Well, we can start by vaccinating responsibly. For me, responsible vaccination is:
Individualized. Informed. Intelligent.
Mandate-free. Pressure-free. Toxin-free.
Scientifically sound. Independently tested. Overwhelmingly trusted.
Responsible vaccination recognizes the individual and puts his/her needs first (including the right of refusal); it also recognizes that by protecting the individual you protect the whole and not the other way around. Furthermore, it is based on intelligent, common-sense practices rooted in the precautionary principle which may mean convenience is sometimes sacrificed for safety. More important, it is implemented by informed parents who know their rights and responsibilities, and they are taught how to recognize adverse reactions over the short and long term. Coincidence is no longer an acceptable explanation.
Responsible vaccination is free of mandates. Parents are not required by law to vaccinate their children, but are willing to do so because they trust the system in which the product is created, tested, marketed, administered, and held liable. Parents have always and will always want to protect their kids from infectious disease; they just want to do it wisely. Because parents are partners with their physicians, it is also pressure free. And because parents can select the products they want, vaccines no longer contain dangerous toxins or chemicals in any amount. A free market empowers the consumer.
Finally, responsible vaccination is scientifically sound. All vaccinations are studied in the real world setting in which they are administered, subject to rigorous, long term, and independent safety testing. A study of the vaccinated and never vaccinated is done and continues to be monitored over time, and because of this, vaccines are overwhelmingly trusted by the public at large....and consequently, the rest of the world.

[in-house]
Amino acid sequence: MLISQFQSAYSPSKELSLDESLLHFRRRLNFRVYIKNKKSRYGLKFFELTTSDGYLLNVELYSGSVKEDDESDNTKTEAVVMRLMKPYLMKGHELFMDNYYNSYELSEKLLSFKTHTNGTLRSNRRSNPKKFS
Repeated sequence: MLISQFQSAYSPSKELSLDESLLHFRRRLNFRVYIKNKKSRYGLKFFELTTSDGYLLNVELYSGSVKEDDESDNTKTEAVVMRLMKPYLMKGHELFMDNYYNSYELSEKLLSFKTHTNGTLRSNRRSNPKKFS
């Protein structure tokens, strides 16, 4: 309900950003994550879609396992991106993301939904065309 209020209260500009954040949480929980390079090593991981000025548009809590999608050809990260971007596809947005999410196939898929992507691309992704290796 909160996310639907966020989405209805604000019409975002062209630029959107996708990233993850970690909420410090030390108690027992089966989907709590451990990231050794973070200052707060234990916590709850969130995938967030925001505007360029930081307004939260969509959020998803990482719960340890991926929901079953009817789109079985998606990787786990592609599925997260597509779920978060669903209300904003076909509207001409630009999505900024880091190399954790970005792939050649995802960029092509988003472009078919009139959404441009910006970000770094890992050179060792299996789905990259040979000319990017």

Sadly, it is hard to deny that irresponsible vaccination has led to this situation. Allowing mercury to be injected into infants and pregnant women? Layering more and more vaccines on top of one another without studying them for safety in simultaneous administration? Standing by science that denies either of those practices as being problematic for anyone despite all logic? Allowing the Department of Health and Human Services to develop, adopt and profit from the vaccines they are charged with regulating? Allowing vaccine patent holders to sit on policy making boards? Granting the pharmaceutical industry liability protection and allowing them to control the research over the product for which they may be held negligent? Treating all children with a one size fits all policy? Forcing parents of sick children to take on the government, the medical industry and the pharmaceutical industry in a special court? Refusing to study the vaccinated versus never vaccinated? Having a revolving door between public officials and the private industry? Threatening and demeaning parents into compliance? Calling for stricter mandates?
No doubt about it, there are plenty of people responsible for the absence-of-vaccination phenomena we find ourselves faced with....and it ain't us. Shooting the messenger doesn't change the message.
The fact is, irresponsible vaccination has put all of us at risk. Responsible vaccination can protect everyone. And really, isn't that the point?
Julie Obradovic is a Contributing Editor of Age of Autism.